Legal information for umbrella companies: Important changes to HMRC legislation

Legal information for umbrella companies: Important changes to HMRC legislation

For an umbrella company, keeping up to date with relevant HM Revenue & Customs (HMRC) legislation changes is essential. Failing to adhere to the regulations set by the HMRC can lead to issues such as fines and other penalties.

Recent changes to HMRC legislation that umbrella companies should be aware of include the following.

Overarching Contracts of Employment

umbrella companies

umbrella companies

Most of the recent changes the HMRC has introduced are related to overarching contracts of employment. This type of contract ensures that a contractor becomes a permanent employee under an umbrella company.

The main reason for this is travel expenses. These are only payable if a contractor is deemed to be travelling to a temporary workplace. HMRC’s official definition of this is as follows:

“A workplace is a temporary workplace if an employee goes there only to perform a task of limited duration or for a temporary purpose. So even where an employee attends a workplace regularly, it will be a temporary workplace and so not a permanent workplace, if the employee attends for the purpose of performing a task of limited duration or other temporary purpose.”

Contractors will often work in different locations as assignments finish and new ones begin.

Under this definition contractors are required by HMRC to be connected under a single employer. An overarching contract of employment allows this to happen.

ESM2035 – Overarching Contracts of Employment – Mutual Obligation and legal position

The first change to overarching contracts relates to an umbrella company’s legal position regarding said contract. Umbrellas must ensure there are mutuality obligations in place for the spaces between work assignments. These should relate to the provision of payment for the work performed by the contractor. Without this in place an overarching contract fails to meet contractual obligations set by the HMRC.

Once these mutual obligations exist and the umbrella company has a some control over the worker and gaps between their assignment, the contract becomes an overarching contract of employment.

Terms and conditions must also adhere to employment contracts as defined by the HMRC.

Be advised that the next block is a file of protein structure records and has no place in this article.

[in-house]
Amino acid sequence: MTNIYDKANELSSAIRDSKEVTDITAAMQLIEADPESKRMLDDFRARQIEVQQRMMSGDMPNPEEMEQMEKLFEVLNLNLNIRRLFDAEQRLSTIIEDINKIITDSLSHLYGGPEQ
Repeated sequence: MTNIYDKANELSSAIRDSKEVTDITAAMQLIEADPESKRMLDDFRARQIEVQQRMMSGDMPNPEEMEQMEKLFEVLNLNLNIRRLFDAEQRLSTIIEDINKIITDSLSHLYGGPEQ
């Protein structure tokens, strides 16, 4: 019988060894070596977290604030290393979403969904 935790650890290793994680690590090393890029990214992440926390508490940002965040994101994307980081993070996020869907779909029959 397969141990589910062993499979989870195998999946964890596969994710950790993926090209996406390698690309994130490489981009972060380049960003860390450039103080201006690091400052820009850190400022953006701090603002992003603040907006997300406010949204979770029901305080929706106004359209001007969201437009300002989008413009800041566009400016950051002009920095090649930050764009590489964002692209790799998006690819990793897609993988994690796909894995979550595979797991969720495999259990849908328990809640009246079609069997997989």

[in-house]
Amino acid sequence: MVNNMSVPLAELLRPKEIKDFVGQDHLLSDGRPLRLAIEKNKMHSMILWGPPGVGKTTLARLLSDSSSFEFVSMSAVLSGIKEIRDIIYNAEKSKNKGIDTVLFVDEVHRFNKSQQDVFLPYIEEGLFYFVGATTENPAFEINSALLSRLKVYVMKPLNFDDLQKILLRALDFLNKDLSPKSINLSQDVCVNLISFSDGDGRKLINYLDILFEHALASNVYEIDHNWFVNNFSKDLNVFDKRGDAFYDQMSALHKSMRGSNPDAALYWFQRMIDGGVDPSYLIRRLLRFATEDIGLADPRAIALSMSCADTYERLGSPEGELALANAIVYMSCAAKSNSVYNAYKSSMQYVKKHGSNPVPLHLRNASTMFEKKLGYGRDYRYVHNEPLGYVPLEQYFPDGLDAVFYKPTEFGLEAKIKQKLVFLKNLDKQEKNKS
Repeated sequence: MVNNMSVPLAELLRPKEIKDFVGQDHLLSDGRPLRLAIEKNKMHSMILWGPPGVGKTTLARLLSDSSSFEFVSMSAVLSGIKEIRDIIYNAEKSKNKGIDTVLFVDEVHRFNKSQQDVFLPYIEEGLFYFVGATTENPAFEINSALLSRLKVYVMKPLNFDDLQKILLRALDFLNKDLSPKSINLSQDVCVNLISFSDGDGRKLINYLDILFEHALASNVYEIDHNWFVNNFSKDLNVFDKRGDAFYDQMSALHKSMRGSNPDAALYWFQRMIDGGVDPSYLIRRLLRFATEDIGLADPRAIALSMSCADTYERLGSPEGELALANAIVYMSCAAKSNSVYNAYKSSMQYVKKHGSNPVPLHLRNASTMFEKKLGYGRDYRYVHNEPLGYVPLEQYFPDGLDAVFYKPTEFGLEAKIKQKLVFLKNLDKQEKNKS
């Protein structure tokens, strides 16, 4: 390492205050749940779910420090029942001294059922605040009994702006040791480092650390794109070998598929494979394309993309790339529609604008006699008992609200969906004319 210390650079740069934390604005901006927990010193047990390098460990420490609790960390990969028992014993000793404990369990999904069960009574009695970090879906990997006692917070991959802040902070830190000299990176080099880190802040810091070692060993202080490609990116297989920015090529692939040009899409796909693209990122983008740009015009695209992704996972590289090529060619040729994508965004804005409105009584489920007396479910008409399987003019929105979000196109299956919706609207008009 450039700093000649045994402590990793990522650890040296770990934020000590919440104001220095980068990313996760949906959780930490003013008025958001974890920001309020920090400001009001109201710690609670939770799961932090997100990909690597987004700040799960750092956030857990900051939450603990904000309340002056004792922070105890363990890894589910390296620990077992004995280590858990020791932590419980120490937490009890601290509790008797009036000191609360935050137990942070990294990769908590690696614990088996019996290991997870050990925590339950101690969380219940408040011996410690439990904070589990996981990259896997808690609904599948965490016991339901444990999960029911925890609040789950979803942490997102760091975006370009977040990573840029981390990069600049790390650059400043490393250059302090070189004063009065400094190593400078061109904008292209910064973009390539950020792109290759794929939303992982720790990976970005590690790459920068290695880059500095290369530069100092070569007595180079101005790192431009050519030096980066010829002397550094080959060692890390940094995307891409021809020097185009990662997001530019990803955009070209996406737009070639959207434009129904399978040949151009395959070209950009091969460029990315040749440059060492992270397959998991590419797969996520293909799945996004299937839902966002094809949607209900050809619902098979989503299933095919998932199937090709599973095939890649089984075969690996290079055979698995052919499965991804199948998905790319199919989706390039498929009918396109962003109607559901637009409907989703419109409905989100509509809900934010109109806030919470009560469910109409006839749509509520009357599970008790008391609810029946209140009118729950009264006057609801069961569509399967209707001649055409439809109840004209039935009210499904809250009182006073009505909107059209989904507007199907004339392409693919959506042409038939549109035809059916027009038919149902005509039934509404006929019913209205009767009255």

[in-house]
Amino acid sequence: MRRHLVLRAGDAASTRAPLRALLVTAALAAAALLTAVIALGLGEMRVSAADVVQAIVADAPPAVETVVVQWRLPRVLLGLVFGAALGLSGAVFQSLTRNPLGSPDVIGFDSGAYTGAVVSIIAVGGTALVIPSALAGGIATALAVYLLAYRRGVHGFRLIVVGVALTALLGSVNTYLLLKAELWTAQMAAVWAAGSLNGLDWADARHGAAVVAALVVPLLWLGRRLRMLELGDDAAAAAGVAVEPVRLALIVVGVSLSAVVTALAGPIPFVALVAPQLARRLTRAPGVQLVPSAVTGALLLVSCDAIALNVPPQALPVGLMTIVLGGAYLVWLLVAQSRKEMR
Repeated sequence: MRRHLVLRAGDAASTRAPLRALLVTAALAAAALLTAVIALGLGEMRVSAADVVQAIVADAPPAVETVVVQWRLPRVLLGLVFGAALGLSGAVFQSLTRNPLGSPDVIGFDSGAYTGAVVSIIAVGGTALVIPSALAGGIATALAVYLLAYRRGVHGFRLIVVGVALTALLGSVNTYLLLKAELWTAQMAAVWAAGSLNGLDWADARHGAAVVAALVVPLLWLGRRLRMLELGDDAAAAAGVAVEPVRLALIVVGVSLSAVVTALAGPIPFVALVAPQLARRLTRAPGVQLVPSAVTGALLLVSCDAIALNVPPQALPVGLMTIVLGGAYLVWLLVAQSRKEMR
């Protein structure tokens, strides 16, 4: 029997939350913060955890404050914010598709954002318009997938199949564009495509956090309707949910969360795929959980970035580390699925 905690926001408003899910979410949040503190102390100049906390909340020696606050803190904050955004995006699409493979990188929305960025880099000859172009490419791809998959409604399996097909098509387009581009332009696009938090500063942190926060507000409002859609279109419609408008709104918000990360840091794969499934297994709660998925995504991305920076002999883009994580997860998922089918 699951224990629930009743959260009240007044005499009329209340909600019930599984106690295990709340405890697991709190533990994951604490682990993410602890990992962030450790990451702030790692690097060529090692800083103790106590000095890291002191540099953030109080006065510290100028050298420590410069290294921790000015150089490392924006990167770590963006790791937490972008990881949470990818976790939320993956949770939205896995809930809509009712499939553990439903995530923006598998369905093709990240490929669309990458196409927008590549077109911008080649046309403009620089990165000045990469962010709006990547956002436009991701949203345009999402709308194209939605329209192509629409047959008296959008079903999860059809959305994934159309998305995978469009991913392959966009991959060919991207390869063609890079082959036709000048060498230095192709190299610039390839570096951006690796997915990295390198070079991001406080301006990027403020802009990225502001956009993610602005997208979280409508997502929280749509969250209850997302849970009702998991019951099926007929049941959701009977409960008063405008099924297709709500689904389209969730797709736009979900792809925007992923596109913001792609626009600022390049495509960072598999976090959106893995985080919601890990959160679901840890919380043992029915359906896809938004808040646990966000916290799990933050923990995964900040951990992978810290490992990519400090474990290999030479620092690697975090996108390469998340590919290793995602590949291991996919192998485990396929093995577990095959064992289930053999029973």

ESM2045: Overarching Contracts of Employment – Guaranteed Minimum Hours

An employer must guarantee an employee a minimum number of hours over a 12 month period. This contractual agreement should act sufficiently as a mutual obligation to cover a contractor’s gaps between assignments.

This is the equivalent of the employer paying a retainer – a guarantee of remuneration whether or not there is work available. If an employer does not provide a guaranteed number of hours then the umbrella company must pay for the balance of hours they have not provided at the national minimum wage rate.

ESM2065:  Miscellaneous Contractual Issues – Apportionment Act 1870

Some overarching contracts of employment may contain the clause stating:  “The provisions of the Apportionment Act 1870 shall not apply to this contract.”

This clause does not directly concern itself with any obligation to provide work to a contractor. Its meaning is related to an employee or contractor’s right to pay. The accrual rate is judged on a daily basis. If this clause is present it does not obligate an umbrella company to provide work for a contractor.

ESM0543: Guide to determining status: mutuality of obligation

Contracts must include the following mutual obligations in order for them to qualify as contracts under HMRC Registration:

• that the engager (in this case the umbrella company) must be obliged to pay a wage or other remuneration,

• that the worker must be obliged to provide his or her own work or skill.

Written by Editor

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